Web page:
And there is no attempt at subtlety in the coordination. On November 15, one day after the IMF statement was issued, Gochmyrat Myradov, the deputy prime minister with the economics and finance portfolio, informed the Cabinet that GDP had grown by 6.3 percent in the first 10 months of 2019. That represents an uptick in performance from the year before. And this is the same Myradov, by the way, who only four days before that Cabinet meeting was severely reprimanded for his "improper performance of official duties" and "shortcomings in his work."
For all this fake good news, President Gurbanguly Berdymukhamedov is hungry for more. At the same Cabinet meeting, he expressed disappointment over the performance of the oil and gas sector. Berdymukhamedov complained that the adoption of advanced technologies has been too slow and that there is excessive "passivity in the placement of high-quality oil products ... on the international market."
This last point looks at least in part to be a reference to output from the $1.7 billion gas-to-liquids plant inaugurated with much fanfare in June. This plant is by all accounts a world-class facility, built for Ashgabat by Japan's Kawasaki Heavy Industries and Ankara-based Renaissance Construction, but it is not clear that Berdymukhamedov or any of his consiglieres ever gave a lot of practical thought to who would buy the product.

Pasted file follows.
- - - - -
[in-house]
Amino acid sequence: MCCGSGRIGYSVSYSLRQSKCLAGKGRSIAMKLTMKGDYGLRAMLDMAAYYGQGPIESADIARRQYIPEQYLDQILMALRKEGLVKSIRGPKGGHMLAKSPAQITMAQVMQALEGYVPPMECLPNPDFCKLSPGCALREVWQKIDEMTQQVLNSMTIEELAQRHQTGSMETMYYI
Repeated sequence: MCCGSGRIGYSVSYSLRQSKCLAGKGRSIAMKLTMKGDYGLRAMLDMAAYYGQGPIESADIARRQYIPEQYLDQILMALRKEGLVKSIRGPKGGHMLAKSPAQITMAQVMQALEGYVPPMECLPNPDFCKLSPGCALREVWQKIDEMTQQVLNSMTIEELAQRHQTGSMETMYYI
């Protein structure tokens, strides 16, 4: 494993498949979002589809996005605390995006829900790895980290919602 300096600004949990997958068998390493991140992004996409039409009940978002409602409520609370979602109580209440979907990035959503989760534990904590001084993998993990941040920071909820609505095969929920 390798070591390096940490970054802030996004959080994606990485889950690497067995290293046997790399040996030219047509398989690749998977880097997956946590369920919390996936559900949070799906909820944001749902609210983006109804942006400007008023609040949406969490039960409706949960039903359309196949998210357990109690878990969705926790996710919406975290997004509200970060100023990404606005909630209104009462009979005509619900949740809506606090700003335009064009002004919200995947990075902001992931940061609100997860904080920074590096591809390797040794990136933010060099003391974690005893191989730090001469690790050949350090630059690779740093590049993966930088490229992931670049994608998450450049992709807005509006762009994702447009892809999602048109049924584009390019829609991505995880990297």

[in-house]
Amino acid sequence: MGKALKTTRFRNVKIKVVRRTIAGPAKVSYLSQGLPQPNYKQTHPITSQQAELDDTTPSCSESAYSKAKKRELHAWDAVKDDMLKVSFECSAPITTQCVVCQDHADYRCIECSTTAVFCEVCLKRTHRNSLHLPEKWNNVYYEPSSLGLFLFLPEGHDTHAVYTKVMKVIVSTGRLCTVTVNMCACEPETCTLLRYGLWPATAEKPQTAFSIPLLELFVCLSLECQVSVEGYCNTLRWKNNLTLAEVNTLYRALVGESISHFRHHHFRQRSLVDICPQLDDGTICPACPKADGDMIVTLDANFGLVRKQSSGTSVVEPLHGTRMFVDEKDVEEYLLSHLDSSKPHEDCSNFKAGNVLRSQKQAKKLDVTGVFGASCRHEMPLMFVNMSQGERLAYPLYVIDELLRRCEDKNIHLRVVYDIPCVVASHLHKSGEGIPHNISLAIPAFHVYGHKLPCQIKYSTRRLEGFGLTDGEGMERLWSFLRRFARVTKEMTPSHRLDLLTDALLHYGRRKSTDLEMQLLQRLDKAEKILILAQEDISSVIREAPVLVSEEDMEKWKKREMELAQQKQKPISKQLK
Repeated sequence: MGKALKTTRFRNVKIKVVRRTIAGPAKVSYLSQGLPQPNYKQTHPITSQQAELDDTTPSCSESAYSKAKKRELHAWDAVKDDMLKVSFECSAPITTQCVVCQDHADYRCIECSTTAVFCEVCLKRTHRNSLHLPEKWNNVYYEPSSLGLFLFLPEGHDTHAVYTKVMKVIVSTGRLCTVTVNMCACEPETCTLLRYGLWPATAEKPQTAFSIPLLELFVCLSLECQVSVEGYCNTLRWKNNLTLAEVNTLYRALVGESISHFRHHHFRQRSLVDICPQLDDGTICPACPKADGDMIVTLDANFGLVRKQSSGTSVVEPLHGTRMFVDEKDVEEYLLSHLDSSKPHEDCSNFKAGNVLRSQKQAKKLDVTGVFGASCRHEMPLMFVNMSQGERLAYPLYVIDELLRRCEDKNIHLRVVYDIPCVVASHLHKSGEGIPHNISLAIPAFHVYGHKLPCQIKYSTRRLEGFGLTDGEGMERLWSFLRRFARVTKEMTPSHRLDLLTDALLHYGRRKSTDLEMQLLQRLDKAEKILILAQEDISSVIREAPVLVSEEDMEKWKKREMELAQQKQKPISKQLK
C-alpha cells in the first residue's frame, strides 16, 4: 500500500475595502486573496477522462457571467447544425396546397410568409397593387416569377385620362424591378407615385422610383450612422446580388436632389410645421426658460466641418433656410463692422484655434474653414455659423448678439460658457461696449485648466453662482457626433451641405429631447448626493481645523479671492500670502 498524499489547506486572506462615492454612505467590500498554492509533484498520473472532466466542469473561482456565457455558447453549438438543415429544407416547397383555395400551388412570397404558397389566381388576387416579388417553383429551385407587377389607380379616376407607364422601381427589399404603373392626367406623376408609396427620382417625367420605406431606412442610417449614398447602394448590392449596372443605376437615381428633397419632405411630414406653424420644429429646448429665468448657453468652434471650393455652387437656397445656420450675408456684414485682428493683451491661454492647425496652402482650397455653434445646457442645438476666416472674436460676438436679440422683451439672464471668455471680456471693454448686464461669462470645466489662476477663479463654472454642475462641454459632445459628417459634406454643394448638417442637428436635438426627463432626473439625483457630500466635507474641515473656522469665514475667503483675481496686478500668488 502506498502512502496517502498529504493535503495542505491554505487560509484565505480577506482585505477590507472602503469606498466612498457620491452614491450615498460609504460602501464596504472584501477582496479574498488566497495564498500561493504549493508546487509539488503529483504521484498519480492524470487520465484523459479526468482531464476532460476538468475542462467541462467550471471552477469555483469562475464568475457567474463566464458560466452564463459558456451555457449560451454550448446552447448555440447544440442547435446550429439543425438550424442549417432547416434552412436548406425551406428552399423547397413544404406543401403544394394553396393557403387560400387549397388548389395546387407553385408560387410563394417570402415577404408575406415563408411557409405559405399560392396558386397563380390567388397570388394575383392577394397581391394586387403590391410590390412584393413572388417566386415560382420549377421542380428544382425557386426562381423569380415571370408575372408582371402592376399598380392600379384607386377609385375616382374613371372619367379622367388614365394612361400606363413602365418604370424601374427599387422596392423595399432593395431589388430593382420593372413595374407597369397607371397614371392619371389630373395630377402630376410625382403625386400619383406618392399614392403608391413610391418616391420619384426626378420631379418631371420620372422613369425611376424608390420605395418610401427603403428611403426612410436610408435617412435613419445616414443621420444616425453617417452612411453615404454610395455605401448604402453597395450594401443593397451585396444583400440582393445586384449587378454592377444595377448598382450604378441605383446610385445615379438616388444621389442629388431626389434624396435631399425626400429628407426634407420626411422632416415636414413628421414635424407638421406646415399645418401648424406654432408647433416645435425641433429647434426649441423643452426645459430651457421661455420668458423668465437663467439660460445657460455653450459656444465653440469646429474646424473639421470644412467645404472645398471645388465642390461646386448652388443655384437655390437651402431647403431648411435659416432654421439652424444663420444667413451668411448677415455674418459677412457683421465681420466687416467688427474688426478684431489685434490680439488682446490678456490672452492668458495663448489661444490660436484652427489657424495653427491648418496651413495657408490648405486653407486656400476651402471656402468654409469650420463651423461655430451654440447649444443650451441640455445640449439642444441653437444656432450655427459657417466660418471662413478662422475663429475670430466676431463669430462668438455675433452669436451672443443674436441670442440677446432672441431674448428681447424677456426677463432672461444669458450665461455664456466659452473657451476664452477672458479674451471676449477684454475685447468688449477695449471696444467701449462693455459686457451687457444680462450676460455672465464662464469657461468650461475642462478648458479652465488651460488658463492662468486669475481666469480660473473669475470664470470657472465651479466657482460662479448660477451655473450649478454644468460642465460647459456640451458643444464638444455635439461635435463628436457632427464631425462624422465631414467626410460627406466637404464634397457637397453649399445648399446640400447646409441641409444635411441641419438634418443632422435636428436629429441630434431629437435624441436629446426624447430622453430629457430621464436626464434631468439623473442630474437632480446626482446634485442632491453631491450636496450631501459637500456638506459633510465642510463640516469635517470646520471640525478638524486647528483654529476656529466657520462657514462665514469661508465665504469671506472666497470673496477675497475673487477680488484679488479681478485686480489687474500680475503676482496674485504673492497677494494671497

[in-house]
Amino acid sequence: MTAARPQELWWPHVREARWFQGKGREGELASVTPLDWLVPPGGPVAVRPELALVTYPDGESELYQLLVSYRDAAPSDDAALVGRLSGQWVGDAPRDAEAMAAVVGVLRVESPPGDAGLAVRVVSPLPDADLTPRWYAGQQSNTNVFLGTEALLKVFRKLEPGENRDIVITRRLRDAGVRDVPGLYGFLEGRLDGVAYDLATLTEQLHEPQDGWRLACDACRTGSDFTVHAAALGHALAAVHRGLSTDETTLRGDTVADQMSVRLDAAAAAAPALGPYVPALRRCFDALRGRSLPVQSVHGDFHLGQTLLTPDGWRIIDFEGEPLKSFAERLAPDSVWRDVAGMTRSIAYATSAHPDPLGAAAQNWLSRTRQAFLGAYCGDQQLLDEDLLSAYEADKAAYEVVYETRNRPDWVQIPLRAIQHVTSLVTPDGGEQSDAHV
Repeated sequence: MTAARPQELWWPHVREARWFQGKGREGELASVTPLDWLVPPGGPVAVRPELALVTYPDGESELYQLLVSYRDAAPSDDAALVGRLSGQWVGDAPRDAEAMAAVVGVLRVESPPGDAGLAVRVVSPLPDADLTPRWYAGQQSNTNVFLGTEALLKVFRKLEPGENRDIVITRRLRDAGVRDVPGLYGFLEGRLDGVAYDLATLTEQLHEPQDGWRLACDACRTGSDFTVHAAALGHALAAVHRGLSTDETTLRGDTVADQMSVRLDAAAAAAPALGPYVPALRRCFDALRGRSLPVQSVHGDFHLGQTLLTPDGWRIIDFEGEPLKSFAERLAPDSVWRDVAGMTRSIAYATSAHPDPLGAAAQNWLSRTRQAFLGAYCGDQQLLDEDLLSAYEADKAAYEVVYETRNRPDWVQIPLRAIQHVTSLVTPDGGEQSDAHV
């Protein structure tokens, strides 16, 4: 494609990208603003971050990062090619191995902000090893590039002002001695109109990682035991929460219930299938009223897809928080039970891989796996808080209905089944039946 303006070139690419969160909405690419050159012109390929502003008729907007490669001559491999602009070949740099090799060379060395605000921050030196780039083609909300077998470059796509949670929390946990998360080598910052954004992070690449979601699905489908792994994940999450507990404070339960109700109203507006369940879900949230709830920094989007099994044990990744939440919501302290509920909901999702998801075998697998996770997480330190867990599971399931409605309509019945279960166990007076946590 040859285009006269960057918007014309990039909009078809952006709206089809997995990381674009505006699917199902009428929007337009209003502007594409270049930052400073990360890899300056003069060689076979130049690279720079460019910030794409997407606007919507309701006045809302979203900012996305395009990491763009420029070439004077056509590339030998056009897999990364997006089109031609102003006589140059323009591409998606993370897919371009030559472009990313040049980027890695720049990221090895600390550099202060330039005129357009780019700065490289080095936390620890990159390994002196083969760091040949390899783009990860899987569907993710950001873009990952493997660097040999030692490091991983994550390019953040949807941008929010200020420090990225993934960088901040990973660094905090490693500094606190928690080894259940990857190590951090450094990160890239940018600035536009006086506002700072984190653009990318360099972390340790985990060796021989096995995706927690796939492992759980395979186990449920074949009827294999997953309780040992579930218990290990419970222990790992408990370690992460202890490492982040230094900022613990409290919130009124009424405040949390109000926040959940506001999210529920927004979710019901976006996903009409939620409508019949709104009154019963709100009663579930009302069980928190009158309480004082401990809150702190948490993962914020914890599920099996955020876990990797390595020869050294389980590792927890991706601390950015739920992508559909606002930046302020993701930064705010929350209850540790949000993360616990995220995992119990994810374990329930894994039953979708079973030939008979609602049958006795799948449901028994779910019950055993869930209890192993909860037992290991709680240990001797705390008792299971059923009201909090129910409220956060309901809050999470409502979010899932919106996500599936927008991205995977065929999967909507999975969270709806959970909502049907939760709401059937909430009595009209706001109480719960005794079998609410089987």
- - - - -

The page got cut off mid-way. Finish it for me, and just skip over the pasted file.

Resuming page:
Undeterred by prior experiences of putting horses before carts, Berdymukhamedov insisted that more modern technology must be sourced and that this should in part be funded by foreign investors.
Turkmenistan is all about import substitution - a policy that has generated a boom in the production of knock-off copies of all manner of consumer, usually edible, goods. When it comes to major projects, however, the foreigner is still king.
TDH state news agency reported on November 11 that construction is nearing completion at a new gas-fired power plant in the eastern Lebap province. When the construction deal was signed with Japan's Sumitomo Corporation in 2015, it was said to be worth $300 million. The Turkmen government anticipates that the 400-plus megawatt plant, which will only go into operation in 2021, will take overall annual electricity production to 33 billion kilowatt hours, enabling the country to export yet more power. Since funds for this project were provided by Japanese banks, however, it is not immediately obvious when Turkmenistan will see any significant income.